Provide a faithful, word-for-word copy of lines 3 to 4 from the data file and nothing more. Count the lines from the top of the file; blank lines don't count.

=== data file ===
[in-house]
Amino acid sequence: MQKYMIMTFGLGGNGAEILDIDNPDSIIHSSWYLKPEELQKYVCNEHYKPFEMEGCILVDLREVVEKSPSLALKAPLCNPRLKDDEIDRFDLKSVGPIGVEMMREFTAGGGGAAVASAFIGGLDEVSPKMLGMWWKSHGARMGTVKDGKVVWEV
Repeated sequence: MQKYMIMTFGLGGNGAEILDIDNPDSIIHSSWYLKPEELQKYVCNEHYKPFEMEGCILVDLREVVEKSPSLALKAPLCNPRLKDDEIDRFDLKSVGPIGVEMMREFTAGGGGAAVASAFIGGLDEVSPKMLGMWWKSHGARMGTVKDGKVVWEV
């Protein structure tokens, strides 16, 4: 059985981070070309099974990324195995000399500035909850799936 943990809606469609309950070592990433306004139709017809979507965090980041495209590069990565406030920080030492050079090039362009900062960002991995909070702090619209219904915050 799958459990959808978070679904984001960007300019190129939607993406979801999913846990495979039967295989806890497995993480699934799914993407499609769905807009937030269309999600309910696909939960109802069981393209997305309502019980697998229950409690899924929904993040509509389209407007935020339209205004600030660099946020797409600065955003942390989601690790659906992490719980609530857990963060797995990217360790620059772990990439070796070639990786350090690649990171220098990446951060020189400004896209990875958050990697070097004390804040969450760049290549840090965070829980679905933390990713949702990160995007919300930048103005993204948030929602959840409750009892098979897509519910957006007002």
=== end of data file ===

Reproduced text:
Repeated sequence: MQKYMIMTFGLGGNGAEILDIDNPDSIIHSSWYLKPEELQKYVCNEHYKPFEMEGCILVDLREVVEKSPSLALKAPLCNPRLKDDEIDRFDLKSVGPIGVEMMREFTAGGGGAAVASAFIGGLDEVSPKMLGMWWKSHGARMGTVKDGKVVWEV
């Protein structure tokens, strides 16, 4: 059985981070070309099974990324195995000399500035909850799936 943990809606469609309950070592990433306004139709017809979507965090980041495209590069990565406030920080030492050079090039362009900062960002991995909070702090619209219904915050 799958459990959808978070679904984001960007300019190129939607993406979801999913846990495979039967295989806890497995993480699934799914993407499609769905807009937030269309999600309910696909939960109802069981393209997305309502019980697998229950409690899924929904993040509509389209407007935020339209205004600030660099946020797409600065955003942390989601690790659906992490719980609530857990963060797995990217360790620059772990990439070796070639990786350090690649990171220098990446951060020189400004896209990875958050990697070097004390804040969450760049290549840090965070829980679905933390990713949702990160995007919300930048103005993204948030929602959840409750009892098979897509519910957006007002």